The present invention has been conceived based on consideration of the above circumstances, and the present invention aims to enable a write current to be set large in a current control driver that drives an active matrix display device or the like and to reduce unevenness in currents flowing through elements, such as light emitting elements comprising an active matrix.

The present invention also aims to provide a display device that can drive light emitting elements with a large current and can reduce uneven display among pixels.

A current control driver of the present invention is a current control driver of an active matrix method in a device in which elements that receive current supply are laid out in the form of a matrix. In the current control driver, the elements are selected by sequential line scanning while output currents are controlled by applied currents from a plurality of data lines and are supplied respectively to the selected elements. The current control driver of the present invention comprises an element circuit for each of the elements, and the element circuit comprises:

a converting unit (T1) for converting a corresponding one of the applied currents into a voltage;

a retaining unit (Cs) for retaining the voltage converted by the converting unit; and

a driving unit (T2) for converting the voltage retained by the retaining unit into a corresponding one of the output currents and supplying the output current. The current control driver is characterized by the current control driver having a configuration such that:

the converting unit is shared between two or more different element circuits; and

two or more of the converting units are connected to the retaining unit of one of the elements during a current supply period for the element by a switch located between the shared converting units.

Specifically, it is preferable for the current control driver of the present invention to have:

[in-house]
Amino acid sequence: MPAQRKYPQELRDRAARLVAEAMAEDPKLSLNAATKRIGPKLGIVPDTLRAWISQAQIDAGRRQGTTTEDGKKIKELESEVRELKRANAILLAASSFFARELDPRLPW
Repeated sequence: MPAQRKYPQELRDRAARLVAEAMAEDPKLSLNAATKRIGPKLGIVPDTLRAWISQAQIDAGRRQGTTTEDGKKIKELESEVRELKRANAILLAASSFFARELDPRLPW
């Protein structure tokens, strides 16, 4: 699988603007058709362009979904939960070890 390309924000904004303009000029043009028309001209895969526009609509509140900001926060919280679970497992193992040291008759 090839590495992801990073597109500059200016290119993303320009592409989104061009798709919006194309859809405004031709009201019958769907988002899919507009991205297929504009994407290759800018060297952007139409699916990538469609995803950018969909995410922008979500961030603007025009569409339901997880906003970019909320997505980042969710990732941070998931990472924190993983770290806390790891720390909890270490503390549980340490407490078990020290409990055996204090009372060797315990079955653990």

the converting unit comprising a field effect transistor (T1) whose drain and gate are electrically short-circuited, the field effect transistor generating the voltage between the gate and the source thereof by the applied current from a corresponding one of the data lines;

the retaining unit comprising a capacitor (Cs) that retains the voltage generated between the gate and the source of the field effect transistor; and

the driving unit comprising a field effect transistor that controls the output current based on the voltage retained by the capacitor.

More specifically, it is preferable for the current control driver of the present invention to have:

a first scanning switch (T4) for selectively conducting the applied current from the data line;

the converting unit (T1) for converting the current via the first scanning switch (T4) into the voltage;

a second scanning switch (T3) for selectively supplying the voltage converted by the converting unit;

the retaining unit for retaining the voltage supplied via the second scanning switch (T3);

the driving unit (T2) for converting the voltage retained by the retaining unit into the output current and supplying the output current; and

a third scanning switch (T5) for allowing the converting unit (T1) to be shared by the two or more element circuits.

Further, it is preferable for the current control driver of the present invention to have:

the first scanning switch (T4) comprising a first field effect transistor (T4) connected to a first scanning line (ScanA);

the converting unit (T1) comprising a second field effect transistor (T1) whose drain and gate are electrically short-circuited, the second field effect transistor generating the voltage between the gate and the source thereof by the current supplied via the first field effect transistor (T4);